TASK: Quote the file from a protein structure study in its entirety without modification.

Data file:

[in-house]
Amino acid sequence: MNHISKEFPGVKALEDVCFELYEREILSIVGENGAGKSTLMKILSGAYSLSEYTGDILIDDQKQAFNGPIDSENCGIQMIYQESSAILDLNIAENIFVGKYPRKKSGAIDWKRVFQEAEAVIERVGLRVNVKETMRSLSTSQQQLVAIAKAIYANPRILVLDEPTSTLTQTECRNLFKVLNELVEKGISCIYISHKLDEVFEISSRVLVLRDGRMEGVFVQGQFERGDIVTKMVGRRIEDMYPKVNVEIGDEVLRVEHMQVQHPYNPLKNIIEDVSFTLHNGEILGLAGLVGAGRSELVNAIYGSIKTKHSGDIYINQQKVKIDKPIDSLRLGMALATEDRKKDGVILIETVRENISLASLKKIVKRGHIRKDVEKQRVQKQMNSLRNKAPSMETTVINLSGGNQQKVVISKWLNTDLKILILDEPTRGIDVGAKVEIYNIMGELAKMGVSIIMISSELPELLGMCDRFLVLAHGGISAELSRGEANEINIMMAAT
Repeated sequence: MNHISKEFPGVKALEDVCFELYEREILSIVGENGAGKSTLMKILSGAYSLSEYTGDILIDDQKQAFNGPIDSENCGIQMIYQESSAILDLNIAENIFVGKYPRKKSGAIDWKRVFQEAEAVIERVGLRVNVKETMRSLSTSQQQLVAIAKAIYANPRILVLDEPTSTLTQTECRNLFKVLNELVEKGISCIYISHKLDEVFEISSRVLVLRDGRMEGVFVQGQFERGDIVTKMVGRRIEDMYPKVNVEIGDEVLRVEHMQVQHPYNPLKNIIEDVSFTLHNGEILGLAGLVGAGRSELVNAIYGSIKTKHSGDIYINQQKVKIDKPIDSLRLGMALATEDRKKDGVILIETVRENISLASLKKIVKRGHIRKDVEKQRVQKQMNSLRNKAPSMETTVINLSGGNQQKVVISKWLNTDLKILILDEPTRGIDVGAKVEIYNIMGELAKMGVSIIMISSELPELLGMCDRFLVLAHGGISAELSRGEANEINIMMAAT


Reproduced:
[in-house]
Amino acid sequence: MNHISKEFPGVKALEDVCFELYEREILSIVGENGAGKSTLMKILSGAYSLSEYTGDILIDDQKQAFNGPIDSENCGIQMIYQESSAILDLNIAENIFVGKYPRKKSGAIDWKRVFQEAEAVIERVGLRVNVKETMRSLSTSQQQLVAIAKAIYANPRILVLDEPTSTLTQTECRNLFKVLNELVEKGISCIYISHKLDEVFEISSRVLVLRDGRMEGVFVQGQFERGDIVTKMVGRRIEDMYPKVNVEIGDEVLRVEHMQVQHPYNPLKNIIEDVSFTLHNGEILGLAGLVGAGRSELVNAIYGSIKTKHSGDIYINQQKVKIDKPIDSLRLGMALATEDRKKDGVILIETVRENISLASLKKIVKRGHIRKDVEKQRVQKQMNSLRNKAPSMETTVINLSGGNQQKVVISKWLNTDLKILILDEPTRGIDVGAKVEIYNIMGELAKMGVSIIMISSELPELLGMCDRFLVLAHGGISAELSRGEANEINIMMAAT
Repeated sequence: MNHISKEFPGVKALEDVCFELYEREILSIVGENGAGKSTLMKILSGAYSLSEYTGDILIDDQKQAFNGPIDSENCGIQMIYQESSAILDLNIAENIFVGKYPRKKSGAIDWKRVFQEAEAVIERVGLRVNVKETMRSLSTSQQQLVAIAKAIYANPRILVLDEPTSTLTQTECRNLFKVLNELVEKGISCIYISHKLDEVFEISSRVLVLRDGRMEGVFVQGQFERGDIVTKMVGRRIEDMYPKVNVEIGDEVLRVEHMQVQHPYNPLKNIIEDVSFTLHNGEILGLAGLVGAGRSELVNAIYGSIKTKHSGDIYINQQKVKIDKPIDSLRLGMALATEDRKKDGVILIETVRENISLASLKKIVKRGHIRKDVEKQRVQKQMNSLRNKAPSMETTVINLSGGNQQKVVISKWLNTDLKILILDEPTRGIDVGAKVEIYNIMGELAKMGVSIIMISSELPELLGMCDRFLVLAHGGISAELSRGEANEINIMMAAT